Dopey duo Jim Carrey and Jeff Daniels drive Universal’s comedy sequel past “Big Hero 6” and “Interstellar”
To do it, they brought in a better-than-expected $38.1 million for Universal Pictures and had to hold off a stiff challenge from last weekend’s top movie, Disney Animation’s “Big Hero 6,” which rolled up $36 million for second. Christopher Nolan‘s “Interstellar” was next, with $29.1 million in its second week for Paramount Pictures.
The weekend’s other wide opener, the low-budget romantic drama “Beyond the Lights,” was fourth with $6.5 million for Relativity Media.
The triumph by “Dumb and Dumber To” gave Universal its seventh No. 1 opening of the year, and the $40 million Red Granite production will be a financial winner. The decidedly low-brow “Dumb and Dumber To” struck a chord with audiences, who might normally be focused on more sophisticated awards fare at this time of year.
“There’s a moviegoing core out there that simply wants to be entertained,” Universal’s distribution chief Nikki Rocco told TheWrap, “and that’s just what this movie did.”
The big debut for “Dumb and Dumber To” was more than a nostalgia trip. Fans of the original turned out, but so did young people, with 44 percent of the audience under the age of 25. Men made up 55 percent of the crowd, which gave the comedy follow-up a “B'” CinemaScore. And the fact that it was the first live-action comedy in the marketplace didn’t hurt.
“Dumb and Dumber To” is the best live-action opening for Carrey since “Bruce Almighty” debuted with $67 million in 2003. And it’s easily the highest ever for directors Peter and Bobby Farrelly, ahead of the $22.5 million that “Shallow Hal” debuted with in 2003.
“Big Hero 6” held well, dropping less than 36 percent from its debut last week, and in the process pushed its domestic total past $111 million. It’s rolling out slowly overseas, and its global total after two weeks is $148 million.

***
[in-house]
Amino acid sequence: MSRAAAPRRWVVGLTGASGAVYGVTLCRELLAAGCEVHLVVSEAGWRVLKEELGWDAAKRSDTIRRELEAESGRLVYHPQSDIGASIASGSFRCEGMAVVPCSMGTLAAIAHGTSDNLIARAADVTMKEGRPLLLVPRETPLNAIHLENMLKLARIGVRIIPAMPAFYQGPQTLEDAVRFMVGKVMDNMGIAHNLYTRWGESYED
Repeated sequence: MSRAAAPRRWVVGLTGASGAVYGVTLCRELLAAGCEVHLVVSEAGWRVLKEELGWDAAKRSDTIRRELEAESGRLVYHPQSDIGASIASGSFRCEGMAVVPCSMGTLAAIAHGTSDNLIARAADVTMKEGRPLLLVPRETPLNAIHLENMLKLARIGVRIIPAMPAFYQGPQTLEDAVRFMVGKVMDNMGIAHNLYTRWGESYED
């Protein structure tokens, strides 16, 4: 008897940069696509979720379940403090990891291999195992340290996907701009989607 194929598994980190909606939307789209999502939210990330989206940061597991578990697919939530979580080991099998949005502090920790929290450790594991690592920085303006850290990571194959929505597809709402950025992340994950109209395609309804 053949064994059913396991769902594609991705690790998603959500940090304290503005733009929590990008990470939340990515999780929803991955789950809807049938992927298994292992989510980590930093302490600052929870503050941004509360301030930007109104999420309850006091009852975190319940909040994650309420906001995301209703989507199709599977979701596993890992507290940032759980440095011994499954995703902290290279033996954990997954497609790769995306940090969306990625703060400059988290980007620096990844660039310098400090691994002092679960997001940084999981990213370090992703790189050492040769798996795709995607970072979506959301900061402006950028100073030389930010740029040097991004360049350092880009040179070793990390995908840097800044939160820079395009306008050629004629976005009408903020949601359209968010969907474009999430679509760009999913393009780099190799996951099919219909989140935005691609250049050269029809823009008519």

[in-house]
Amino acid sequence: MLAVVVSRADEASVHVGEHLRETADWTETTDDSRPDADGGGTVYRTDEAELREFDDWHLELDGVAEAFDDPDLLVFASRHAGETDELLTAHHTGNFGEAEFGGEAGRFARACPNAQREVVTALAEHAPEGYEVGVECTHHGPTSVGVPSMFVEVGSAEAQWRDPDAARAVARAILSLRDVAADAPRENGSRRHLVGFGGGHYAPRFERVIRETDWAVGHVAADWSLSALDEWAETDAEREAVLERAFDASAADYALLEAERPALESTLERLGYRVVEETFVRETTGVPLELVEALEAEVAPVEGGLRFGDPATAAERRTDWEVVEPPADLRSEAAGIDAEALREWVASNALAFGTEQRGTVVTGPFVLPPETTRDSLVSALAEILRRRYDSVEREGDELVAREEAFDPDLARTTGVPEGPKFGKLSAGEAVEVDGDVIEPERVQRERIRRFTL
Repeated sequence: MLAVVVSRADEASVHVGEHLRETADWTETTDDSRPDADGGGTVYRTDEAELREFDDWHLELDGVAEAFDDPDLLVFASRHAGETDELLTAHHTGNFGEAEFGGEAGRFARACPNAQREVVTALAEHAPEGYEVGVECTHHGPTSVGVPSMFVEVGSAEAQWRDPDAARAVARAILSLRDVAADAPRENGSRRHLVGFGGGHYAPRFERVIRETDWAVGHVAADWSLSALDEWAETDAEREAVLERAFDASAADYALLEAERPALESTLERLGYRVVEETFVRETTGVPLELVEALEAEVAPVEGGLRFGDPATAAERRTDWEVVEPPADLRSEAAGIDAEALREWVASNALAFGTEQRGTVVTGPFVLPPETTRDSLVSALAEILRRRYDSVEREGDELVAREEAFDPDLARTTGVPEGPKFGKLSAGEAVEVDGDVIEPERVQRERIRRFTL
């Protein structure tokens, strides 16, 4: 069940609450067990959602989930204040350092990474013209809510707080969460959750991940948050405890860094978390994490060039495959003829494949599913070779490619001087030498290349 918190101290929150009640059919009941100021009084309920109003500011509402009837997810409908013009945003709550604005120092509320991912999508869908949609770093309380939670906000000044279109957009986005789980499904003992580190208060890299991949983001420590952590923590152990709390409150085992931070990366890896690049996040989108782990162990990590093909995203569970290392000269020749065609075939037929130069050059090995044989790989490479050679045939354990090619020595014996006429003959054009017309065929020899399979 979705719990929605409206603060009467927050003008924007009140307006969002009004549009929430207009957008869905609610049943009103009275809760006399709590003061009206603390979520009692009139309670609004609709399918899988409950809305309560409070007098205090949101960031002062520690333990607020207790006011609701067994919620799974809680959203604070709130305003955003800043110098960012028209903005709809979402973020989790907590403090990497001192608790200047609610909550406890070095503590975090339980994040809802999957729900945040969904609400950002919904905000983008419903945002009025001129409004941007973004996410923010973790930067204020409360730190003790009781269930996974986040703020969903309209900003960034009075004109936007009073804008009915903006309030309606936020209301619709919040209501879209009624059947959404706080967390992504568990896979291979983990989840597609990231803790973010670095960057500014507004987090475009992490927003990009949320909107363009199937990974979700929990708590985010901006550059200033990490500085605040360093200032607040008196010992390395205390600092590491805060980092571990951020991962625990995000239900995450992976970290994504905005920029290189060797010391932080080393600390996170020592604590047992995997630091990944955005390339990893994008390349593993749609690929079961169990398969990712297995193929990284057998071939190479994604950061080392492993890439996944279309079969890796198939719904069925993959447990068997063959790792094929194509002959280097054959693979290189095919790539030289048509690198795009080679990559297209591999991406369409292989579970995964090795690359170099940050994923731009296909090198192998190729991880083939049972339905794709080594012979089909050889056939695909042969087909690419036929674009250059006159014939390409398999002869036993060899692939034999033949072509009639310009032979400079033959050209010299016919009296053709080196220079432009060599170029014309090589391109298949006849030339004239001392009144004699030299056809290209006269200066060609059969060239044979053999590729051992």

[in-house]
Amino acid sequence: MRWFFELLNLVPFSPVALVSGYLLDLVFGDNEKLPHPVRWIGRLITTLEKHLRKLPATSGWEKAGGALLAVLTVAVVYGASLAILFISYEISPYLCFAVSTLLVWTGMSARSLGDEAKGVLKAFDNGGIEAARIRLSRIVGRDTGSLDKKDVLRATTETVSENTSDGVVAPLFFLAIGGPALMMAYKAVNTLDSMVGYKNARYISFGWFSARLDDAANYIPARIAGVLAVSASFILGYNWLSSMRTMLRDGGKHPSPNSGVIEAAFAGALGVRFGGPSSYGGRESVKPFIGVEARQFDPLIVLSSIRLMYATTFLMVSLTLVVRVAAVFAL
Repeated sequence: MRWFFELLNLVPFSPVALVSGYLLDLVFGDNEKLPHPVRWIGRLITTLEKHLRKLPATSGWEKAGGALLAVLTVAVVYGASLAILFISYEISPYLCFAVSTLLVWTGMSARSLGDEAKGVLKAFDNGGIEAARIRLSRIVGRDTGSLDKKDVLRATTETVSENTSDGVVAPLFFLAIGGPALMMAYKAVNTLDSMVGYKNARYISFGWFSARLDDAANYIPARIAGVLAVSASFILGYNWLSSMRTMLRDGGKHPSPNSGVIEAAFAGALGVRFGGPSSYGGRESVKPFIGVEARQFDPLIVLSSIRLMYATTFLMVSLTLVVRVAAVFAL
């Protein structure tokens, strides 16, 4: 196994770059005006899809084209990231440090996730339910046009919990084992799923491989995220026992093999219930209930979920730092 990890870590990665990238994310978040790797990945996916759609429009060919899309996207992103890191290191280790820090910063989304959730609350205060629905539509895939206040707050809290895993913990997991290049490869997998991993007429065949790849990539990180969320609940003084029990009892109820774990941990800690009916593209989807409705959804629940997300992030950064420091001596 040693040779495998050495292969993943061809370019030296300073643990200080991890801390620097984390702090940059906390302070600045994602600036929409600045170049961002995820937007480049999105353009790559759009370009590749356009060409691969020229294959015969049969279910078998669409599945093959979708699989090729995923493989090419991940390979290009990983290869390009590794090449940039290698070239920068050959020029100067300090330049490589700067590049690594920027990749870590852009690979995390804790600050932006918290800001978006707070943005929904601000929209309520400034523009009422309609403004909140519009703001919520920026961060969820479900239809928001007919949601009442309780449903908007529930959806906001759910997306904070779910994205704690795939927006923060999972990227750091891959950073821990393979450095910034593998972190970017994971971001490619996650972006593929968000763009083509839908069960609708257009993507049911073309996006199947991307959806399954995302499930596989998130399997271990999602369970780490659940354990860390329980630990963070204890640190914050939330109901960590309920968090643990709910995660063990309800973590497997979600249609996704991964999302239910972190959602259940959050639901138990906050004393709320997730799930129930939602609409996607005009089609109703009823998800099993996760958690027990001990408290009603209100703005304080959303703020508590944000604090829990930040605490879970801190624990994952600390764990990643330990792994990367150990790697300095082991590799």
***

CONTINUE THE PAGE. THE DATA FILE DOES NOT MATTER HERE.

The strong weekend for “Big Hero” — along with earlier strong showings by “Guardians of the Galaxy” and “Maleficent” — helped Disney cross the $4 billion mark at the global box office for the second year in a row.
“Interstellar” held nearly as well, and the space epic starring Matthew McConaughey and Anne Hathaway was off just 40 percent from last week. IMAX played a major role again, with 368 of the giant screens providing $7.4 million of the domestic haul and accounting for nine of the top ten highest-grossing locations.
Its domestic total is up to $97.8 million and, with another $224 million from overseas where Warner Bros. is distributing, it’s up to $321 million worldwide in two weeks.
The good news for “Beyond the Lights,” the first film to be released under Relativity’s newly formed multicultural division, was the “A” CinemaScore it received from audiences. The reviews have been strong as well (84 percent positive on Rotten Tomatoes) for the film written and directed by Gina Prince-Bythewood (“Love & Basketball”) and starring Gugu Mbatha-Raw and Nate Parker.
The crowd was 49 percent African-American, 61 percent were women and 55 percent was over 25 years of age.
The Weinstein Company’s Bill Murray-Melissa McCarthy comedy “St. Vincent” and Sony’s Brad Pitt World War II saga “Fury followed, with both around $3.7 million. Universal’s teen horror tale “Quija” ($3 million) and the Jake Gyllenhaal thriller “Nightcrawler” ($2.8 million) were next.
Fox Searchlight’s “Birdman,” the dark comedy directed by Alejandro Inarritu and starring Michael Keaton, cracked the top ten in its nationwide expansion. It went from 460 theaters to 857 and brought in $2.4 million this weekend, lifting the domestic total for the awards hopeful to $11.5 million.
The overall box office was up around 13 percent over the comparable weekend last year, when “Thor: The Dark World” topped the charts with $36 million in its second week.